Beyond the splendor of these places, I got the sense that Kenya has survived the worst of the global recession, thanks largely to the presence of foreign organizations (the UN has a big presence here), exporting textiles (they are a beneficiary country under the U.S. African Growth and Opportunity Act), promoting tourism and trying to avoid – until recently – involvement in Somalia that might anger home-ground Islamic terrorism groups.
They also seem to have embraced and encouraged the arrival of Chinese investment, as China has now overtaken the United States as the single largest trading partner in Africa. In fact a recent article in the Daily Nation, Kenya’s largest newspaper, suggested that the Chinese treat the Africans with more respect than Americans do, and show a much stronger, sustained interest in investment and trade.
In Johannesburg, I had the chance to revisit the history of apartheid, something I had witnessed from afar in the 1970s through TV reports of events like Mandela’s arrest and the Sharpeville massacre. I also participated in protests at my American university to object to the school’s investments in U.S. firms doing business in apartheid South Africa. This all came alive again with a visit to the Apartheid Museum in central Joburg, and a drive through Soweto, site of the violent student uprising that launched the national resistance movement in 1976.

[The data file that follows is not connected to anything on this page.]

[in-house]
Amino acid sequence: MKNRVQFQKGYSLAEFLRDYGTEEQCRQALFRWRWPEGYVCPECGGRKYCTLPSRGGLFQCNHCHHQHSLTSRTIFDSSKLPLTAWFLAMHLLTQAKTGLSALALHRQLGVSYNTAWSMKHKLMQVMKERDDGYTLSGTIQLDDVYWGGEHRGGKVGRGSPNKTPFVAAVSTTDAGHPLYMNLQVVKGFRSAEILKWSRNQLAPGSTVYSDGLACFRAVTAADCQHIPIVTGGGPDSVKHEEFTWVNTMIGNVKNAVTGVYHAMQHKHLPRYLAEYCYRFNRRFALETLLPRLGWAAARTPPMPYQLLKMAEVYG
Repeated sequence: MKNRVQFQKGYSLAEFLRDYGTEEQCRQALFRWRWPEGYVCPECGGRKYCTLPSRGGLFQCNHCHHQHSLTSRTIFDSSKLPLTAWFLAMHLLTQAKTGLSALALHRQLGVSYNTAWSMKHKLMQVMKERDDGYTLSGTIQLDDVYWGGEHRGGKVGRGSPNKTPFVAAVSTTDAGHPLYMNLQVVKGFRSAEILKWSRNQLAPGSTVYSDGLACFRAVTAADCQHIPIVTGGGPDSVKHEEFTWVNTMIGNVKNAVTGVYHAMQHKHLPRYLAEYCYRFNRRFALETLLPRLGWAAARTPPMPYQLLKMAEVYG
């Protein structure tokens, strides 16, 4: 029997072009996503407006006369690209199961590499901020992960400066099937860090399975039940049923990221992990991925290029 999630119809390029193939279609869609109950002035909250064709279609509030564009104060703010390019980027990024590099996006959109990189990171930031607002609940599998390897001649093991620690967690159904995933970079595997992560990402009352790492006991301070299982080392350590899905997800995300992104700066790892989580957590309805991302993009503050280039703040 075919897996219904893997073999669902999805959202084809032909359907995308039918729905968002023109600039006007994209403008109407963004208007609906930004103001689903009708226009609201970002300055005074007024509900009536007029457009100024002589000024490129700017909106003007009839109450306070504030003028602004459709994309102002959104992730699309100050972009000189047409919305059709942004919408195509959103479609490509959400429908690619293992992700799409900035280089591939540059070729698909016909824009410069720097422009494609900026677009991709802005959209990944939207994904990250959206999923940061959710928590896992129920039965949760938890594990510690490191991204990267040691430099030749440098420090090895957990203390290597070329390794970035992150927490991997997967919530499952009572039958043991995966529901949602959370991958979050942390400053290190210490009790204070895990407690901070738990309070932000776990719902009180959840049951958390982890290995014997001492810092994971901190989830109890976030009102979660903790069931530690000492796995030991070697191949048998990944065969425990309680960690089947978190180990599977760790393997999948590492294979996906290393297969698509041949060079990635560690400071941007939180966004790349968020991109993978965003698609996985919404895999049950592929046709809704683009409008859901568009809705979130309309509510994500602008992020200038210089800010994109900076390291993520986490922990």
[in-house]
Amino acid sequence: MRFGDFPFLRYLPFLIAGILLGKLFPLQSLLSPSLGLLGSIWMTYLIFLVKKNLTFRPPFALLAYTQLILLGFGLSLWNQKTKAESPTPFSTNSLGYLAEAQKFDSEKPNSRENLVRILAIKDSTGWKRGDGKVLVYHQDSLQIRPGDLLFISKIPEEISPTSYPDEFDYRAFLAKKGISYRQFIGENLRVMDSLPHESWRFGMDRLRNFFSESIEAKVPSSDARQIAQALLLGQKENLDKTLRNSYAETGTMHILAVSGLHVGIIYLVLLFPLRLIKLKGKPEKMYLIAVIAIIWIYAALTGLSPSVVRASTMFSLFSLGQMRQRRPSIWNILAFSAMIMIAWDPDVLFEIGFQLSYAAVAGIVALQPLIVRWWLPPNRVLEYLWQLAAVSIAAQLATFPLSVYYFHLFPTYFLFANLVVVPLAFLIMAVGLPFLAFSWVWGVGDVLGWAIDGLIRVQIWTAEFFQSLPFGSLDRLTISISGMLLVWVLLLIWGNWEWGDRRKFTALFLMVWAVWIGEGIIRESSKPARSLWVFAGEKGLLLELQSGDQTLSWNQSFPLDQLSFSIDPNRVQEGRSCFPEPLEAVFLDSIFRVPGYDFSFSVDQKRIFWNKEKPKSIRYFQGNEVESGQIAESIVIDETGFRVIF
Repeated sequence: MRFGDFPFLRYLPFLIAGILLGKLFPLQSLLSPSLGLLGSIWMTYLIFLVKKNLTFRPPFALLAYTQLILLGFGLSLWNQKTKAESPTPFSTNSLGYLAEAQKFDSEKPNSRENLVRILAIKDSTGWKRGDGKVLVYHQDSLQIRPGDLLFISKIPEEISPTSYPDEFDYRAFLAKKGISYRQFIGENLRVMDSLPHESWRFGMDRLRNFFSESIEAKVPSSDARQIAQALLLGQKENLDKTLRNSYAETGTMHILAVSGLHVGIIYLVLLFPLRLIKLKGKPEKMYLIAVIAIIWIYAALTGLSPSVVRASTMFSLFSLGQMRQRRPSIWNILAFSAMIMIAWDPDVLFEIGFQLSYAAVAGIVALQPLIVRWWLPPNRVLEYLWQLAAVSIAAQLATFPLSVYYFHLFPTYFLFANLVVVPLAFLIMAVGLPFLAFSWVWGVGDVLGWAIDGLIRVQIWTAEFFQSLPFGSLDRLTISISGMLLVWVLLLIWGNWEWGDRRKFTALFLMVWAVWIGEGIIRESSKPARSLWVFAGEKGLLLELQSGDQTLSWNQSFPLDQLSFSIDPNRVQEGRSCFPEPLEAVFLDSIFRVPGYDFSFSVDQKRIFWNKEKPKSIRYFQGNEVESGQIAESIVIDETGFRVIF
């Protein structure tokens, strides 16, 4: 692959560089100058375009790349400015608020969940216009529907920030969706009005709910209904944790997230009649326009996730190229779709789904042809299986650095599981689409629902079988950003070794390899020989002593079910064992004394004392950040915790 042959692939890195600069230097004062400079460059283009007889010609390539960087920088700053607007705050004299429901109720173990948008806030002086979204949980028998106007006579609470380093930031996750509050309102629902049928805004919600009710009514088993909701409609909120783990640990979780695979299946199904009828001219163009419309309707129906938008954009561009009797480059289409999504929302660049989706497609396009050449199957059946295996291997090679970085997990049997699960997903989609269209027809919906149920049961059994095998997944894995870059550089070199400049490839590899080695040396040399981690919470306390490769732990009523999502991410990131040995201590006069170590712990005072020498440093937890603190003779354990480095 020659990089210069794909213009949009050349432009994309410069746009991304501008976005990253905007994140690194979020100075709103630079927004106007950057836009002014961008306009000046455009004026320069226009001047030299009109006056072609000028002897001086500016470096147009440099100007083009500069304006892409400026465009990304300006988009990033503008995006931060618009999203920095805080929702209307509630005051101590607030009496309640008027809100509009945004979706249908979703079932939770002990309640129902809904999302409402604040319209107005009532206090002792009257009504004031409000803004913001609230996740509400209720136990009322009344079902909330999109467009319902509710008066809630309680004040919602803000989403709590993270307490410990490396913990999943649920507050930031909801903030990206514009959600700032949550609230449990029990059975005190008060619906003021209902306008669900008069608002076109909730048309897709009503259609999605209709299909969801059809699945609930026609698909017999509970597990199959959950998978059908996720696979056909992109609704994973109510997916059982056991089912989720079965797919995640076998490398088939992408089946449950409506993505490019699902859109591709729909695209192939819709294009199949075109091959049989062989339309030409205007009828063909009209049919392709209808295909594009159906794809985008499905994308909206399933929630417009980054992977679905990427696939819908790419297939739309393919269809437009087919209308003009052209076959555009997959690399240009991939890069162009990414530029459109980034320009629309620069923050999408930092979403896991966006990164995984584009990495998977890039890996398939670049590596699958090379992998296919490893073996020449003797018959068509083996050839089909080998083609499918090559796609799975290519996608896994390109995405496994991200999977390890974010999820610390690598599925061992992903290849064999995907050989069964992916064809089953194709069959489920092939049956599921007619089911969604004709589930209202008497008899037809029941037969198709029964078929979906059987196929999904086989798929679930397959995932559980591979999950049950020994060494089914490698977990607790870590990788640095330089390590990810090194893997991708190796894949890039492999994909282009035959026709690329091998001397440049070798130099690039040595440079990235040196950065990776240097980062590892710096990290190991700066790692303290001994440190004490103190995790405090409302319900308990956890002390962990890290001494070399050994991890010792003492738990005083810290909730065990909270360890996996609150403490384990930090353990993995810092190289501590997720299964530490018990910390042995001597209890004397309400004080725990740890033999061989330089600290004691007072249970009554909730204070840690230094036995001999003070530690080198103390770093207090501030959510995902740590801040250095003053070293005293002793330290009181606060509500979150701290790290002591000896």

I learned several new things: that the Afrikaans language is more than a Dutch dialect. It is a mix of German, French, Portuguese, Malay and African languages, and is no longer the official language, but one of 11 spoken in South Africa; that it costs $5 million to buy a home in the tony Houghton district of Joburg, where Nelson Mandela and Bishop Emeritus Desmond Tutu now have homes; that Gandhi practiced his ethos of non-violent protest in defending the rights of Indians when he lived in South Africa for 21 years from 1893-1914; that, among other business ventures, the Chinese have cornered the blanket market, knowing that blankets are an important purchase among Black South Africans; that Soweto, short for South Western Township, and created essentially as a black ghetto, was a vibrant center for poetry and the arts through the 1970s, and that today the rebuilt town is a popular tourist destination and has a 2 percent white population; and that « pass laws » became the most powerful tool of apartheid as they restricted movement of Blacks outside their homelands, with the threat of arrest and prison for those not carrying their passbooks.